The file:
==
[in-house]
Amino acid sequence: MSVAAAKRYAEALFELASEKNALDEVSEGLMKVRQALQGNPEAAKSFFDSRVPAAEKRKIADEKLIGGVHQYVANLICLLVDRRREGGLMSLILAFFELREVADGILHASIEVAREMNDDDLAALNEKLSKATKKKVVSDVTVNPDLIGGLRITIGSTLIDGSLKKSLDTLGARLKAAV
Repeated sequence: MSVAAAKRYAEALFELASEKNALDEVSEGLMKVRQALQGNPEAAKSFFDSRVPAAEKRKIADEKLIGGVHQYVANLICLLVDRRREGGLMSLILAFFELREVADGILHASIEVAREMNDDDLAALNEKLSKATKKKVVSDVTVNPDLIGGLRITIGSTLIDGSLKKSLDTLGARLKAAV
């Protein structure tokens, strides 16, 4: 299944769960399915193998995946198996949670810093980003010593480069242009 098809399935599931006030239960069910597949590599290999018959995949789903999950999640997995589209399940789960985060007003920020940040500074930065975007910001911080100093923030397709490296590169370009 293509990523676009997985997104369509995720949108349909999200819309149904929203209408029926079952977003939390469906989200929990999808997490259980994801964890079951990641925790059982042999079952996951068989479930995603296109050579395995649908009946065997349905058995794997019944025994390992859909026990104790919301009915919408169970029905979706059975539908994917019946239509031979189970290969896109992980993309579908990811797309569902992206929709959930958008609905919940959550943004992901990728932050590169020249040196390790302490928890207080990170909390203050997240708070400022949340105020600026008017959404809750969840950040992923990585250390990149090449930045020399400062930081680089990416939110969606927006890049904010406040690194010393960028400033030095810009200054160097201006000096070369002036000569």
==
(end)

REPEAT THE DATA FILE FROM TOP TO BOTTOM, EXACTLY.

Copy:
[in-house]
Amino acid sequence: MSVAAAKRYAEALFELASEKNALDEVSEGLMKVRQALQGNPEAAKSFFDSRVPAAEKRKIADEKLIGGVHQYVANLICLLVDRRREGGLMSLILAFFELREVADGILHASIEVAREMNDDDLAALNEKLSKATKKKVVSDVTVNPDLIGGLRITIGSTLIDGSLKKSLDTLGARLKAAV
Repeated sequence: MSVAAAKRYAEALFELASEKNALDEVSEGLMKVRQALQGNPEAAKSFFDSRVPAAEKRKIADEKLIGGVHQYVANLICLLVDRRREGGLMSLILAFFELREVADGILHASIEVAREMNDDDLAALNEKLSKATKKKVVSDVTVNPDLIGGLRITIGSTLIDGSLKKSLDTLGARLKAAV
């Protein structure tokens, strides 16, 4: 299944769960399915193998995946198996949670810093980003010593480069242009 098809399935599931006030239960069910597949590599290999018959995949789903999950999640997995589209399940789960985060007003920020940040500074930065975007910001911080100093923030397709490296590169370009 293509990523676009997985997104369509995720949108349909999200819309149904929203209408029926079952977003939390469906989200929990999808997490259980994801964890079951990641925790059982042999079952996951068989479930995603296109050579395995649908009946065997349905058995794997019944025994390992859909026990104790919301009915919408169970029905979706059975539908994917019946239509031979189970290969896109992980993309579908990811797309569902992206929709959930958008609905919940959550943004992901990728932050590169020249040196390790302490928890207080990170909390203050997240708070400022949340105020600026008017959404809750969840950040992923990585250390990149090449930045020399400062930081680089990416939110969606927006890049904010406040690194010393960028400033030095810009200054160097201006000096070369002036000569």